Saturday, February 18, 2012

Fun with Dutch Numbers

It's interesting to see how different languages deal with numbers.

I was at the immigration department on Friday, sitting and waiting for my number, #49, and in Dutch, it's said "negenenviertig ", or nine and forty, and this system is used for numbers greater than 20, but numbers less than 20 are similar in English (zestien = 16).

I find it strange how these two systems developed.. it reminds me of "big-endian" or "little-endian" systems from engineering. Do you put the larger number on the left side (as it is in English: twenty-one = 2 tens and then 1), or do you put the smaller numbers on the left (as it is in Dutch/German: negenentwentig, nine and then 20)

I once asked a Dutch colleague, when they writing down numbers that they hear on the phone, like negenentwentig, do they write it like it sounds (writing backwards, first then 9, then putting a 2 in front of it), because that's what I end up doing when I hear numbers and have to write them down.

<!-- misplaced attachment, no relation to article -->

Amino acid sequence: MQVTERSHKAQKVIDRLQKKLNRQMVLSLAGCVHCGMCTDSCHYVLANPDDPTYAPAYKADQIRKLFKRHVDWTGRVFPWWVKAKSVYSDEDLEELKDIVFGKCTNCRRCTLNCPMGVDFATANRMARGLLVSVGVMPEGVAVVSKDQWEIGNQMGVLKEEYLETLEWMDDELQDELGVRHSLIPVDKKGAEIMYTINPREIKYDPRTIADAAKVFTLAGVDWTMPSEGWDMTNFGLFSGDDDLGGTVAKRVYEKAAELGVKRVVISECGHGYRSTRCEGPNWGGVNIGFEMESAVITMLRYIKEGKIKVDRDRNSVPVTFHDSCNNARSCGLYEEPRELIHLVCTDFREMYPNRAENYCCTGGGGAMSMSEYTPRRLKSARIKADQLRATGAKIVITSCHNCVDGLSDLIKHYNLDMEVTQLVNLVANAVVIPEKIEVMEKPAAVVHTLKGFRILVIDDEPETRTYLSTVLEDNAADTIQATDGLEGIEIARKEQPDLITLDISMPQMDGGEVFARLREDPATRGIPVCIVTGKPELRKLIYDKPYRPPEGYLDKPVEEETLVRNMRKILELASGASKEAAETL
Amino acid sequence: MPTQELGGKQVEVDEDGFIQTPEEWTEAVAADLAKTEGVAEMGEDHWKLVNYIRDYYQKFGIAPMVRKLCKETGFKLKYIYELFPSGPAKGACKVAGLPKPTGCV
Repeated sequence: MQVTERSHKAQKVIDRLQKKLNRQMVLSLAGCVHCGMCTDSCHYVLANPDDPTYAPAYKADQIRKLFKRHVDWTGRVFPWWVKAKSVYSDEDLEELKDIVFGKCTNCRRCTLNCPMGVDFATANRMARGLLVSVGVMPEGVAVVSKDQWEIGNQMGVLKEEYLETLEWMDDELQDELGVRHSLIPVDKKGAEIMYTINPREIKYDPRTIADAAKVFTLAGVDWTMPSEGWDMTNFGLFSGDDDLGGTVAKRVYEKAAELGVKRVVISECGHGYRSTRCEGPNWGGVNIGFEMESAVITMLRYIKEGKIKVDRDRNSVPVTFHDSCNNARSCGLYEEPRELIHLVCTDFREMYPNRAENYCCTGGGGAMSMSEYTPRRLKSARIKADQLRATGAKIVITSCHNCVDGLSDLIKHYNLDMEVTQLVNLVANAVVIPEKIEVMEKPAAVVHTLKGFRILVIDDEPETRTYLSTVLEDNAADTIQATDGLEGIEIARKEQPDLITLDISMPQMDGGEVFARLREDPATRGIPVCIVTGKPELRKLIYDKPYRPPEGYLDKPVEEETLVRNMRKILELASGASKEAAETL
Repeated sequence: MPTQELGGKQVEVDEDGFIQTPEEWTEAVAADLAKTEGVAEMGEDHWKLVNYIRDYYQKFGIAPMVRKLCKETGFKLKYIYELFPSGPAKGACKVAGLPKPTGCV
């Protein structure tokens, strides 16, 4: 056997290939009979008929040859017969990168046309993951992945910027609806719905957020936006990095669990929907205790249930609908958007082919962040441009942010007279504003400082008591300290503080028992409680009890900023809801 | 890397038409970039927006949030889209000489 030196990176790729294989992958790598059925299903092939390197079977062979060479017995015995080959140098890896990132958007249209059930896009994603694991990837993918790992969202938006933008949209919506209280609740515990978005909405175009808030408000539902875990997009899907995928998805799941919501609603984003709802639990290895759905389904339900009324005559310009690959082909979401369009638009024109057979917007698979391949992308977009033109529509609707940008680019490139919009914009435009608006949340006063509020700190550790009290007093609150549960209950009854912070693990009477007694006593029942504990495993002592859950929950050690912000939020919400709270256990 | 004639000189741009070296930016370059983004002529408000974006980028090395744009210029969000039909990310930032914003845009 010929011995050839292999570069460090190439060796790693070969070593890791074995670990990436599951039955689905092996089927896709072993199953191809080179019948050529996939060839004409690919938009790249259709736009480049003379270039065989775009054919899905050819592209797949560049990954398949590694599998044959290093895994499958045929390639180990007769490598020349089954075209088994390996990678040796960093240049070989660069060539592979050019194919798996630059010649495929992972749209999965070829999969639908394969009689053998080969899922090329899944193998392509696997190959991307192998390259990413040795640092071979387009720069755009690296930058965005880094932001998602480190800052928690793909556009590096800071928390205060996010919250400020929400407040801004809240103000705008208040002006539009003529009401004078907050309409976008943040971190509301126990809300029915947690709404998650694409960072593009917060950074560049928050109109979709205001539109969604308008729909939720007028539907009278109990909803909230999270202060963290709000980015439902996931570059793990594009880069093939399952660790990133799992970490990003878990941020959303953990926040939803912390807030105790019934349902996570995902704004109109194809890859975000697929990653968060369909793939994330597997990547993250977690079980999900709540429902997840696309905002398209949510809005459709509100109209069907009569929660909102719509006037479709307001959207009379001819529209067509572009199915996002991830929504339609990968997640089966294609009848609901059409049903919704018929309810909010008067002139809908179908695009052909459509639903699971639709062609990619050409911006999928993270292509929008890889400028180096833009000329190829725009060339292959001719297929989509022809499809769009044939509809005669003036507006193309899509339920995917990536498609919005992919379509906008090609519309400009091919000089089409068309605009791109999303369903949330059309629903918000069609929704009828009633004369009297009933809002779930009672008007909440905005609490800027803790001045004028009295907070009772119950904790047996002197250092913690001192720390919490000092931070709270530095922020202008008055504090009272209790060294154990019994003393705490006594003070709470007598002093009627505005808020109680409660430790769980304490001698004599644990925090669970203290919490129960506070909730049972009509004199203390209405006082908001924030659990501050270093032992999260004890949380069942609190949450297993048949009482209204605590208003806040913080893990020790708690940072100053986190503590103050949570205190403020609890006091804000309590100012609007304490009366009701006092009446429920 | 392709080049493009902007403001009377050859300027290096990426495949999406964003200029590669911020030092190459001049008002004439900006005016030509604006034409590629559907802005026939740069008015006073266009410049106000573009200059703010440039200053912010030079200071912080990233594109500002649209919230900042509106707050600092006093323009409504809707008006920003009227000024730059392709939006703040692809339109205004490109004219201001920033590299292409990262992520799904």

Her answer: no, we just hear the whole number, and then write it.

Our brains must be so flexible to store numbers in different ways, it makes for funny mistakes when have to write a number I hear in Dutch from right-to-left, or when my Dutch colleagues tell me numbers in English but sometimes forget to switch the order.

I wonder why the system in English switches at 20? In English, numbers between 10-20, we say the 1 digit first, then "teen", but greater than 20, we say the 10's digit first, then the 1'st digit?

But in Germanic languages, it's always the one's digit first, then the 10's digit later, until you get to 100, then it's the 100 digit first, then the one's digit, followed by the 10's digit!!!

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